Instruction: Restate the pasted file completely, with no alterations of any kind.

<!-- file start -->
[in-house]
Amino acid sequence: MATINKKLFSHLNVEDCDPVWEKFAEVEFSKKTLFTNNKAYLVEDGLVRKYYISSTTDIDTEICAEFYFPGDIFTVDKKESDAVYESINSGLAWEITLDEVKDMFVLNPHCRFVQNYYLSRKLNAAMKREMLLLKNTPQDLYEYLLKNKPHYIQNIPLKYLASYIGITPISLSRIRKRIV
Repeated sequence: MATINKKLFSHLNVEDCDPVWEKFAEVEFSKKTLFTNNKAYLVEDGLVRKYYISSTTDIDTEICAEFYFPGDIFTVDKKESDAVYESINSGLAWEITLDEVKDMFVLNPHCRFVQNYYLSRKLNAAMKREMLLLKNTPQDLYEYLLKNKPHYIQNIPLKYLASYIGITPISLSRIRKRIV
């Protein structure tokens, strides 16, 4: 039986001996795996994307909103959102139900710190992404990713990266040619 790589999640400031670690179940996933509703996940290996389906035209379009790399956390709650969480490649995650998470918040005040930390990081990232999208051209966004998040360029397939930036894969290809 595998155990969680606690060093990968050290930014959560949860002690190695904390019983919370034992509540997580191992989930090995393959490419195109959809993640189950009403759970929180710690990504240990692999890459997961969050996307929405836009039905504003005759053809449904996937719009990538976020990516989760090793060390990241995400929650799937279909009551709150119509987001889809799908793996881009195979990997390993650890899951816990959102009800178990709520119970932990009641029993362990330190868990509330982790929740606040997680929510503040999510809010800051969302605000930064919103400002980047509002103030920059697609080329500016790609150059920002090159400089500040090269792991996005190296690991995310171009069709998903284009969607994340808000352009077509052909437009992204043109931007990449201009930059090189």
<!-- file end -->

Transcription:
[in-house]
Amino acid sequence: MATINKKLFSHLNVEDCDPVWEKFAEVEFSKKTLFTNNKAYLVEDGLVRKYYISSTTDIDTEICAEFYFPGDIFTVDKKESDAVYESINSGLAWEITLDEVKDMFVLNPHCRFVQNYYLSRKLNAAMKREMLLLKNTPQDLYEYLLKNKPHYIQNIPLKYLASYIGITPISLSRIRKRIV
Repeated sequence: MATINKKLFSHLNVEDCDPVWEKFAEVEFSKKTLFTNNKAYLVEDGLVRKYYISSTTDIDTEICAEFYFPGDIFTVDKKESDAVYESINSGLAWEITLDEVKDMFVLNPHCRFVQNYYLSRKLNAAMKREMLLLKNTPQDLYEYLLKNKPHYIQNIPLKYLASYIGITPISLSRIRKRIV
């Protein structure tokens, strides 16, 4: 039986001996795996994307909103959102139900710190992404990713990266040619 790589999640400031670690179940996933509703996940290996389906035209379009790399956390709650969480490649995650998470918040005040930390990081990232999208051209966004998040360029397939930036894969290809 595998155990969680606690060093990968050290930014959560949860002690190695904390019983919370034992509540997580191992989930090995393959490419195109959809993640189950009403759970929180710690990504240990692999890459997961969050996307929405836009039905504003005759053809449904996937719009990538976020990516989760090793060390990241995400929650799937279909009551709150119509987001889809799908793996881009195979990997390993650890899951816990959102009800178990709520119970932990009641029993362990330190868990509330982790929740606040997680929510503040999510809010800051969302605000930064919103400002980047509002103030920059697609080329500016790609150059920002090159400089500040090269792991996005190296690991995310171009069709998903284009969607994340808000352009077509052909437009992204043109931007990449201009930059090189």